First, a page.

Effect of protein kinase C activation on cytoskeleton and cation transport in human erythrocytes. Reproduction of some membrane abnormalities revealed in essential hypertension.
Certain manifestations of alterations of membrane cytoskeleton, protein kinase C activity, and ion transport were revealed in erythrocytes of patients with essential hypertension: 1) the average volume of erythrocytes is reduced by 4%; 2) about 7% of the total number of erythrocytes is represented by cup-shaped forms compared with 1.5 to 3.0% in the control group; 3) basal phosphorylation of Band 4.9 protein is increased 1.6-fold to 1.8-fold; 4) activity of protein kinase C is increased by 60 to 70%; 5) the rate of proton electrochemical gradient (delta mu H+)-induced Na+-H+ exchange is increased twofold. Treatment of erythrocytes of healthy donors with protein kinase C activator (12-O-tetradecanoylphorbol-13-acetate) leads to similar but more marked changes in cell shape (17% of cup-shaped forms), volume reduction (by 7%), an increase of Band 4.9 protein phosphorylation (threefold), and an increase in the rate of Na+-H+ exchange (fourfold). Protein kinase activation does not modify Na+-Li+ exchange and slightly increases (by 20-50%) Na+-K+ pump activity, Na+-K+ cotransport, and the rate of 45Ca influx. It may be assumed that the increase of protein kinase C activity is one of the most probable molecular mechanisms conditioning abnormalities of the membrane skeleton and Na+-H+ exchange in primary hypertension.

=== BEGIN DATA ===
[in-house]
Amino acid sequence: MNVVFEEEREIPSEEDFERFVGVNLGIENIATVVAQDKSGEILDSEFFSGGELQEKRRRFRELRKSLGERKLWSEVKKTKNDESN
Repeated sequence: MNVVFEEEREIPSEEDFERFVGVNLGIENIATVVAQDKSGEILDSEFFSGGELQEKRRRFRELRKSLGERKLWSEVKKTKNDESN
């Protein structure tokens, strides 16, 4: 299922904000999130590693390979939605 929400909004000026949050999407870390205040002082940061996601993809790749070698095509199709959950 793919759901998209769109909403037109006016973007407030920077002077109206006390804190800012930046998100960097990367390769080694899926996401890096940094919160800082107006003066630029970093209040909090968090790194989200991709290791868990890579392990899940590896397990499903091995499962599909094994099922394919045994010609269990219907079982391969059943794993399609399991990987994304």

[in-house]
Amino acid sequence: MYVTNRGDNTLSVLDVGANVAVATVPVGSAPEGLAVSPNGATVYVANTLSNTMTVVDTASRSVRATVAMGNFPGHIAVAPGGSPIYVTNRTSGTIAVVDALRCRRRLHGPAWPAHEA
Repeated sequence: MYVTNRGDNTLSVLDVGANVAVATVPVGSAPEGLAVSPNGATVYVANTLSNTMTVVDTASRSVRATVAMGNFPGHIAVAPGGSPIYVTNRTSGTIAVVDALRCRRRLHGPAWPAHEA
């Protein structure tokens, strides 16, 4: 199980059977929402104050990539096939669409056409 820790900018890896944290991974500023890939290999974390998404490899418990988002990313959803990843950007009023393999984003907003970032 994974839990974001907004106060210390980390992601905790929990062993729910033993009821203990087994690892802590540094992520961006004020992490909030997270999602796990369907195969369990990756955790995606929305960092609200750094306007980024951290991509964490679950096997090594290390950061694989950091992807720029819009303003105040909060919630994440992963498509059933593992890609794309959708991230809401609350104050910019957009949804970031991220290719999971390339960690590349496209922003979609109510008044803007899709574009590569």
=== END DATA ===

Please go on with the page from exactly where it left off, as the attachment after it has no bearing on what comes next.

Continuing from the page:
- Copyright © 1988 by American Heart Association